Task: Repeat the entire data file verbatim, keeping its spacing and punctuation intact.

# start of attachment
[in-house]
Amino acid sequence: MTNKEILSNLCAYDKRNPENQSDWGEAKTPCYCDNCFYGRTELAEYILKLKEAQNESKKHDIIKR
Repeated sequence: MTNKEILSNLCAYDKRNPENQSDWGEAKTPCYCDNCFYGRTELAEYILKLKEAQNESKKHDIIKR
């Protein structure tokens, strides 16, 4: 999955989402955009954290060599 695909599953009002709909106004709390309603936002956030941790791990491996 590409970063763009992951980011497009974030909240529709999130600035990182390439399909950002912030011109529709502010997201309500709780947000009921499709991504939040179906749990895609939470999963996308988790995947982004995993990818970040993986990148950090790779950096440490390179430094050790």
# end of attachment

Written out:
[in-house]
Amino acid sequence: MTNKEILSNLCAYDKRNPENQSDWGEAKTPCYCDNCFYGRTELAEYILKLKEAQNESKKHDIIKR
Repeated sequence: MTNKEILSNLCAYDKRNPENQSDWGEAKTPCYCDNCFYGRTELAEYILKLKEAQNESKKHDIIKR
């Protein structure tokens, strides 16, 4: 999955989402955009954290060599 695909599953009002709909106004709390309603936002956030941790791990491996 590409970063763009992951980011497009974030909240529709999130600035990182390439399909950002912030011109529709502010997201309500709780947000009921499709991504939040179906749990895609939470999963996308988790995947982004995993990818970040993986990148950090790779950096440490390179430094050790």